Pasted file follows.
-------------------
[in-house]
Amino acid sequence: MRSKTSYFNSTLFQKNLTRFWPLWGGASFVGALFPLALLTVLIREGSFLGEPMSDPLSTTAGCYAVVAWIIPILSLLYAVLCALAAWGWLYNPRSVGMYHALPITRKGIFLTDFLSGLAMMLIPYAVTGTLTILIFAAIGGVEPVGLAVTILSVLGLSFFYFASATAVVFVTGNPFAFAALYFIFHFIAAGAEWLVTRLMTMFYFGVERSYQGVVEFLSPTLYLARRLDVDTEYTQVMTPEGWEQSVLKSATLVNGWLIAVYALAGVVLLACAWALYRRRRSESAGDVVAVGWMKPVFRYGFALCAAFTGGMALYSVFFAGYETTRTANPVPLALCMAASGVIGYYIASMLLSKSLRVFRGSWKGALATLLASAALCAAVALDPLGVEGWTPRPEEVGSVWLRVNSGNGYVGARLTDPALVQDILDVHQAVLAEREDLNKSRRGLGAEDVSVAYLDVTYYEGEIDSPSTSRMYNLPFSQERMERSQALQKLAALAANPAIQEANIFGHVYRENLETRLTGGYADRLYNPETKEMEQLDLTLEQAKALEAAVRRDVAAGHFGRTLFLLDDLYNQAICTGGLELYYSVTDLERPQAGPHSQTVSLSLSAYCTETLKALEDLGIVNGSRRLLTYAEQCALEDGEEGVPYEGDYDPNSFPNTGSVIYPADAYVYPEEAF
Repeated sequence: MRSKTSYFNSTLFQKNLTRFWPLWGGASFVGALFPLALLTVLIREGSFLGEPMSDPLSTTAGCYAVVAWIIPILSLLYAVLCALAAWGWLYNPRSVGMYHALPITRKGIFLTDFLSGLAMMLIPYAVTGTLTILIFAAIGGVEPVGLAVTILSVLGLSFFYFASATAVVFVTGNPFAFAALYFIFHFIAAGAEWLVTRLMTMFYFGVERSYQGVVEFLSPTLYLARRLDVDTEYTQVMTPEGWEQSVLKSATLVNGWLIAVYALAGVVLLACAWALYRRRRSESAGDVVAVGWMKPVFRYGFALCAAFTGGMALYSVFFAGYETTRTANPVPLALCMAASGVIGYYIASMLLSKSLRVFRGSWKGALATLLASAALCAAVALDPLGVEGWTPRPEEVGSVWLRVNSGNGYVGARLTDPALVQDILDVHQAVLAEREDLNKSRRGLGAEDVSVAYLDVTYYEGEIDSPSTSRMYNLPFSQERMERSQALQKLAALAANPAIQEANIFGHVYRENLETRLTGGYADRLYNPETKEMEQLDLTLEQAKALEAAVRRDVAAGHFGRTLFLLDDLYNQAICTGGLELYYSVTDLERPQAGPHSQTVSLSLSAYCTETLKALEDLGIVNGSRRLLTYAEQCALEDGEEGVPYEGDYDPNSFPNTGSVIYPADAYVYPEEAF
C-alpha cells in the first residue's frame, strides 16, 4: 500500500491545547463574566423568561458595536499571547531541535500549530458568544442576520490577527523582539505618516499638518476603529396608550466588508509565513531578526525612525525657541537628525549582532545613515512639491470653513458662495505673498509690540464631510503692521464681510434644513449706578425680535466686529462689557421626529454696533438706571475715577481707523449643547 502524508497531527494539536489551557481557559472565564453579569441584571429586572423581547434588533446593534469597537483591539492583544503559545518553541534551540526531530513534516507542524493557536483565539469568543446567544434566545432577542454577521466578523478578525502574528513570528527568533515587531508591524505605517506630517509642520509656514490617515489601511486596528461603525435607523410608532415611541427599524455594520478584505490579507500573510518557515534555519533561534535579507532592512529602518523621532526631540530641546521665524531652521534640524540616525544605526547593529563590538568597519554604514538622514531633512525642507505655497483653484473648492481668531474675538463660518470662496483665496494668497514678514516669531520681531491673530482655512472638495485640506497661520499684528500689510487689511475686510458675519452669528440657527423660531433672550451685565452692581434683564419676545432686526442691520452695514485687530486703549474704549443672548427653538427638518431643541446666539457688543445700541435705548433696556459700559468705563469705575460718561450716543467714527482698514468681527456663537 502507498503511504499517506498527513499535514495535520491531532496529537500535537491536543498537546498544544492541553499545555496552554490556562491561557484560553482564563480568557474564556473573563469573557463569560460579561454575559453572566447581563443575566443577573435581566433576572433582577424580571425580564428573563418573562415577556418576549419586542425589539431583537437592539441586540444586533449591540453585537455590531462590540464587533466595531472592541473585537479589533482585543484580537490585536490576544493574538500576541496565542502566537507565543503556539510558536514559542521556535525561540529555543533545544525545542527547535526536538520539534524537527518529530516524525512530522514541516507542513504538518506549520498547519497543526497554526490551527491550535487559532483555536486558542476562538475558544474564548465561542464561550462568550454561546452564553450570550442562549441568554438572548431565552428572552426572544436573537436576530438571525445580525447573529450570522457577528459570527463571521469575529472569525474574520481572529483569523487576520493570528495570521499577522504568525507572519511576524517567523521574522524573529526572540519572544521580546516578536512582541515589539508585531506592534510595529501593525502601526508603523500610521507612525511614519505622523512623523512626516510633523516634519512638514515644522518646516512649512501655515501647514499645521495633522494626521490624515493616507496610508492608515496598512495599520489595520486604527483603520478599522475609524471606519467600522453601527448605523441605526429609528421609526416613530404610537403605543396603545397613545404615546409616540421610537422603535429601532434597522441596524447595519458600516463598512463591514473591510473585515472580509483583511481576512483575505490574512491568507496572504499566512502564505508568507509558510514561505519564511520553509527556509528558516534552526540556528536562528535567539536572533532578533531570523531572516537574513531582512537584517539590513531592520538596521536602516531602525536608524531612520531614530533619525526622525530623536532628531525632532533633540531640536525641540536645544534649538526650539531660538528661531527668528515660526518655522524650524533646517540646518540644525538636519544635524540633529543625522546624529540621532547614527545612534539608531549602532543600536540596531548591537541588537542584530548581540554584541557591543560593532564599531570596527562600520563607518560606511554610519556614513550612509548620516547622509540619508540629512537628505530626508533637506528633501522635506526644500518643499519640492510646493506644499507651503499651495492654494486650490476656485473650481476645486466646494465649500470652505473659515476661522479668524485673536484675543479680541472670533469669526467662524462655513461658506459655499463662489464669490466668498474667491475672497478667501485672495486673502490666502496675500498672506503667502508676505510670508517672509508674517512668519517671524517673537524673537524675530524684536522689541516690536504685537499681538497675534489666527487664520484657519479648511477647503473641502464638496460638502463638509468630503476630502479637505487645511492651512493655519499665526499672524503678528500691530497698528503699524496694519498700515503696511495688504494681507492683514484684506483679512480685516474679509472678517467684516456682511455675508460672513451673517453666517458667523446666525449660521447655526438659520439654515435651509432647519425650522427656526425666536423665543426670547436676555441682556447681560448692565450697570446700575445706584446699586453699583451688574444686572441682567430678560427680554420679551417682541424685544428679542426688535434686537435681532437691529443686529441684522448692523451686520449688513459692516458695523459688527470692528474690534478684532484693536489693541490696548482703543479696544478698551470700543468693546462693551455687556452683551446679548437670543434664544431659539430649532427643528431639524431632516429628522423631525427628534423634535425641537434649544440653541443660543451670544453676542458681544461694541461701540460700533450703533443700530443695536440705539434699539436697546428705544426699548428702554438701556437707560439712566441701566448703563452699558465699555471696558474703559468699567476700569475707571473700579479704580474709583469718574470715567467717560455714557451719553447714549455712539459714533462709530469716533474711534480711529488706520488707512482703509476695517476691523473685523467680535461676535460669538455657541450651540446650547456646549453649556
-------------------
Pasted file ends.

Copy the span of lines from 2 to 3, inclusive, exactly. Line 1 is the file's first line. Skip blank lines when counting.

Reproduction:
Amino acid sequence: MRSKTSYFNSTLFQKNLTRFWPLWGGASFVGALFPLALLTVLIREGSFLGEPMSDPLSTTAGCYAVVAWIIPILSLLYAVLCALAAWGWLYNPRSVGMYHALPITRKGIFLTDFLSGLAMMLIPYAVTGTLTILIFAAIGGVEPVGLAVTILSVLGLSFFYFASATAVVFVTGNPFAFAALYFIFHFIAAGAEWLVTRLMTMFYFGVERSYQGVVEFLSPTLYLARRLDVDTEYTQVMTPEGWEQSVLKSATLVNGWLIAVYALAGVVLLACAWALYRRRRSESAGDVVAVGWMKPVFRYGFALCAAFTGGMALYSVFFAGYETTRTANPVPLALCMAASGVIGYYIASMLLSKSLRVFRGSWKGALATLLASAALCAAVALDPLGVEGWTPRPEEVGSVWLRVNSGNGYVGARLTDPALVQDILDVHQAVLAEREDLNKSRRGLGAEDVSVAYLDVTYYEGEIDSPSTSRMYNLPFSQERMERSQALQKLAALAANPAIQEANIFGHVYRENLETRLTGGYADRLYNPETKEMEQLDLTLEQAKALEAAVRRDVAAGHFGRTLFLLDDLYNQAICTGGLELYYSVTDLERPQAGPHSQTVSLSLSAYCTETLKALEDLGIVNGSRRLLTYAEQCALEDGEEGVPYEGDYDPNSFPNTGSVIYPADAYVYPEEAF
Repeated sequence: MRSKTSYFNSTLFQKNLTRFWPLWGGASFVGALFPLALLTVLIREGSFLGEPMSDPLSTTAGCYAVVAWIIPILSLLYAVLCALAAWGWLYNPRSVGMYHALPITRKGIFLTDFLSGLAMMLIPYAVTGTLTILIFAAIGGVEPVGLAVTILSVLGLSFFYFASATAVVFVTGNPFAFAALYFIFHFIAAGAEWLVTRLMTMFYFGVERSYQGVVEFLSPTLYLARRLDVDTEYTQVMTPEGWEQSVLKSATLVNGWLIAVYALAGVVLLACAWALYRRRRSESAGDVVAVGWMKPVFRYGFALCAAFTGGMALYSVFFAGYETTRTANPVPLALCMAASGVIGYYIASMLLSKSLRVFRGSWKGALATLLASAALCAAVALDPLGVEGWTPRPEEVGSVWLRVNSGNGYVGARLTDPALVQDILDVHQAVLAEREDLNKSRRGLGAEDVSVAYLDVTYYEGEIDSPSTSRMYNLPFSQERMERSQALQKLAALAANPAIQEANIFGHVYRENLETRLTGGYADRLYNPETKEMEQLDLTLEQAKALEAAVRRDVAAGHFGRTLFLLDDLYNQAICTGGLELYYSVTDLERPQAGPHSQTVSLSLSAYCTETLKALEDLGIVNGSRRLLTYAEQCALEDGEEGVPYEGDYDPNSFPNTGSVIYPADAYVYPEEAF